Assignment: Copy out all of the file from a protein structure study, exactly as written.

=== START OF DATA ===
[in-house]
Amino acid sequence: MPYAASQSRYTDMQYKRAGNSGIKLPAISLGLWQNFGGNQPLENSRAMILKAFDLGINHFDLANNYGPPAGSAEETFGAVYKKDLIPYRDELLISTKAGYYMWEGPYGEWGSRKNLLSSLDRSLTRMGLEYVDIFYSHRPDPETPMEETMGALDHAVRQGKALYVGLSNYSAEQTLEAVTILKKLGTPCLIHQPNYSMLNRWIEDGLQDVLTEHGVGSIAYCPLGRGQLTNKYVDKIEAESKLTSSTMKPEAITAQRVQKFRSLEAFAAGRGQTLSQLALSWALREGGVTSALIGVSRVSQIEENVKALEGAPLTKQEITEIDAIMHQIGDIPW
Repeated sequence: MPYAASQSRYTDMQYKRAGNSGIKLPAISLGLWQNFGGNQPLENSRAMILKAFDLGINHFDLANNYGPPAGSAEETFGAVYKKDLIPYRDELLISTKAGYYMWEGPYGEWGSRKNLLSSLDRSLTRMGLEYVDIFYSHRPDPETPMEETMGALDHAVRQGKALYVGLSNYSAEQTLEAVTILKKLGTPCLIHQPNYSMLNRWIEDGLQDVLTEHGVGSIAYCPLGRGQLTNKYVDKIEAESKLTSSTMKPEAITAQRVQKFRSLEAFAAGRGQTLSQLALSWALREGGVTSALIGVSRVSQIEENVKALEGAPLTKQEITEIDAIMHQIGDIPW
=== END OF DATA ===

[in-house]
Amino acid sequence: MPYAASQSRYTDMQYKRAGNSGIKLPAISLGLWQNFGGNQPLENSRAMILKAFDLGINHFDLANNYGPPAGSAEETFGAVYKKDLIPYRDELLISTKAGYYMWEGPYGEWGSRKNLLSSLDRSLTRMGLEYVDIFYSHRPDPETPMEETMGALDHAVRQGKALYVGLSNYSAEQTLEAVTILKKLGTPCLIHQPNYSMLNRWIEDGLQDVLTEHGVGSIAYCPLGRGQLTNKYVDKIEAESKLTSSTMKPEAITAQRVQKFRSLEAFAAGRGQTLSQLALSWALREGGVTSALIGVSRVSQIEENVKALEGAPLTKQEITEIDAIMHQIGDIPW
Repeated sequence: MPYAASQSRYTDMQYKRAGNSGIKLPAISLGLWQNFGGNQPLENSRAMILKAFDLGINHFDLANNYGPPAGSAEETFGAVYKKDLIPYRDELLISTKAGYYMWEGPYGEWGSRKNLLSSLDRSLTRMGLEYVDIFYSHRPDPETPMEETMGALDHAVRQGKALYVGLSNYSAEQTLEAVTILKKLGTPCLIHQPNYSMLNRWIEDGLQDVLTEHGVGSIAYCPLGRGQLTNKYVDKIEAESKLTSSTMKPEAITAQRVQKFRSLEAFAAGRGQTLSQLALSWALREGGVTSALIGVSRVSQIEENVKALEGAPLTKQEITEIDAIMHQIGDIPW